• In my opinion a separation would be a formal recognition that the marriage had broken down due to the actions of one party and that the injured party was no longer subject to her abuser as her husband and was free to live separately and free from his abuse.

    But there would still be a formal, sacramental status of being married. Neither party would be free to marry another.

    The status of 'separated' would free the woman from further abuse under the guise of submission to her husband, and would not allow the abusive husband to insist that he could beat or rape or abuse his wife without penalty.

    A divorce says that the marriage has ended and the two parties are not married any more. A separation should be a formal status which exists to protect an abused woman and her family without ending the marriage, and therefore it preserves the hope that the marriage could be healed, even while removing many rights from the abusive husband during the period of the separation. The separation should not be ended without the free consent of the abused party.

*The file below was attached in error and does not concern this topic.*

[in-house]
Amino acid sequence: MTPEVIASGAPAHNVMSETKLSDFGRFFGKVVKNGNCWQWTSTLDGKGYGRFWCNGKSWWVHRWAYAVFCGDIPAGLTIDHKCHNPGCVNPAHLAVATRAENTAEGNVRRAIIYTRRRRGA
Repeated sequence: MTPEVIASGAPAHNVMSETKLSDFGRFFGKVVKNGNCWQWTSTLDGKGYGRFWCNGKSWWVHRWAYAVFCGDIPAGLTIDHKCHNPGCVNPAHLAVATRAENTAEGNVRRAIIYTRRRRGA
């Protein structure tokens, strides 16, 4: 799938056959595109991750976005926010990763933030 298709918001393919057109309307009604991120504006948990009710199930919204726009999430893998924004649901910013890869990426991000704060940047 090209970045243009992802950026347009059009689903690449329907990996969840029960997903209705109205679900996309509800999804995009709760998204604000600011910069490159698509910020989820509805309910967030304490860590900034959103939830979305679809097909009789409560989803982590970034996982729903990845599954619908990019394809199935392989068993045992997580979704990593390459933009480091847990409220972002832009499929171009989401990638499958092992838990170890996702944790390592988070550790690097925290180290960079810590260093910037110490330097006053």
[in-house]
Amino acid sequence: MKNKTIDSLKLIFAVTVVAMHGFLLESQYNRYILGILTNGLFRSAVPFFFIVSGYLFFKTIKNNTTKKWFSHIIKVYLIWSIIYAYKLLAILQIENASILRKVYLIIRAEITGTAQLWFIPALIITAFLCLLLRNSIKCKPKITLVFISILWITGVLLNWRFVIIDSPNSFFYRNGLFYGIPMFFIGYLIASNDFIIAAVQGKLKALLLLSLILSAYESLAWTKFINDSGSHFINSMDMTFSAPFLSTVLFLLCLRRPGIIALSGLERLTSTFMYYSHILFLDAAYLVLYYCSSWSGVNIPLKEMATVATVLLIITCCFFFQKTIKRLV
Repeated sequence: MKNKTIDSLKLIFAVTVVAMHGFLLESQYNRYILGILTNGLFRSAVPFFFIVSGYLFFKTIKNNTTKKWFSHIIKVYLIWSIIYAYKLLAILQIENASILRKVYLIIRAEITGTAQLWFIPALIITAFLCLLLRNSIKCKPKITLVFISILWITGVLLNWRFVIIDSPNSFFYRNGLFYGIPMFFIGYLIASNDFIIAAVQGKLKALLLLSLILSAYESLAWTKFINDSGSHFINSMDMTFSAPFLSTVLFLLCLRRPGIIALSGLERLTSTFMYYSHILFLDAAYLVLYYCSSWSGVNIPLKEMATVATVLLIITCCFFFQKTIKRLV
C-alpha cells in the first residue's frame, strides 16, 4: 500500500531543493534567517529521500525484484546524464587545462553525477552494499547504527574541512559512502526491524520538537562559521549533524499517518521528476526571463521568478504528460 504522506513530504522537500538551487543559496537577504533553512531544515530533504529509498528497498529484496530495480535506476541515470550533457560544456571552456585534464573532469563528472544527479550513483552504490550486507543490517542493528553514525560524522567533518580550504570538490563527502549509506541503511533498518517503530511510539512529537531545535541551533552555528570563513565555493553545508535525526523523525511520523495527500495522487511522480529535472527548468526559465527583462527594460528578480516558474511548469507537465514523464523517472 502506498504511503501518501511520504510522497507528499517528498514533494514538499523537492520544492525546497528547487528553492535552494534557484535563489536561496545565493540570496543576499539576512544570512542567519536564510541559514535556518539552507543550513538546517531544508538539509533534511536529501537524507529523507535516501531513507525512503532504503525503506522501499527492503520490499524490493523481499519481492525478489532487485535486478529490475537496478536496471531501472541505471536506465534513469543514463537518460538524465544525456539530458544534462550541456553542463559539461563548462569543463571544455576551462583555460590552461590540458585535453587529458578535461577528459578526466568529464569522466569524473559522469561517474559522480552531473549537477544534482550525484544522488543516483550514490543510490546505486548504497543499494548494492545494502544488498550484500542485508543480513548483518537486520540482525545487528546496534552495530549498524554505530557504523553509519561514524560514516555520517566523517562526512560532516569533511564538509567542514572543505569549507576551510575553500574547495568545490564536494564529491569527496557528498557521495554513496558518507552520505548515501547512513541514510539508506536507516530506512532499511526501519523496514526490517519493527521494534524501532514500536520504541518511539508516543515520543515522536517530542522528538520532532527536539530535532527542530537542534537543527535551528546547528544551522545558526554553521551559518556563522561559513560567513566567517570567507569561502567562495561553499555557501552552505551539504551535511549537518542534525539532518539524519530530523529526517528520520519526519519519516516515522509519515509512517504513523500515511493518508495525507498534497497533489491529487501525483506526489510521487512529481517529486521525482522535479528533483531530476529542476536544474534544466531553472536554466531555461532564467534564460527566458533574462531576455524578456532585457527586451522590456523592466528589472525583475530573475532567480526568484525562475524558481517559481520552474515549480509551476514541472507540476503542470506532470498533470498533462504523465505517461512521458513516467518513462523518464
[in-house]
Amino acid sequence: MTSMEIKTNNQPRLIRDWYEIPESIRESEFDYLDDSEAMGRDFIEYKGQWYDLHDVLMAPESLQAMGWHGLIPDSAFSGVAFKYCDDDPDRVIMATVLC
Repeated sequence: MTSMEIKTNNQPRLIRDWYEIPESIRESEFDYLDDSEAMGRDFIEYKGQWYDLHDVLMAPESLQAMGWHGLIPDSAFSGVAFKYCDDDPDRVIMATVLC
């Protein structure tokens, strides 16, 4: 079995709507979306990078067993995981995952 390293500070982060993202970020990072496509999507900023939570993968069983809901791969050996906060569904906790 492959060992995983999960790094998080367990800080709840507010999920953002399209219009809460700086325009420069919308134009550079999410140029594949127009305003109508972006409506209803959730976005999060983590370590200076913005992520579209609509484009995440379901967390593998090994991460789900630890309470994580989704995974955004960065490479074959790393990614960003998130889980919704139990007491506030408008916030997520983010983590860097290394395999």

What must be avoided is any sense in which the abusive husband is able to say 'You must come back to me', and the Church says to the abused woman, 'Yes you must go back whatever happens'.

    I know that this has happened, and not only in rural parts of Egypt.

    Father Peter
  • What literally takes place in a separation or divorce? Is it a written declaration? Is there some kind of ritual?
  • I don't think that there is a formally constituted state of 'separation', which ISTM leaves the abused woman in a position of some risk.

    I may well be wrong.

    I am also not sure how the Church formally handles the process of divorce. I do not believe there is a rite. There will, I guess, be a written judgement from the relevant bishop which says 'You are divorced'.
  • [quote author=Unworthy1 link=topic=11331.msg136949#msg136949 date=1304192498]
    What literally takes place in a separation or divorce? Is it a written declaration? Is there some kind of ritual?

    there is none of that. no formal declaration of separation. the parties are simply separated; do not live together, do not depend on each other. but still, legally and with in the Church, married. i thought this is a very clear concept here in the states to. many catholic people do this knowing that they can't get a divorce.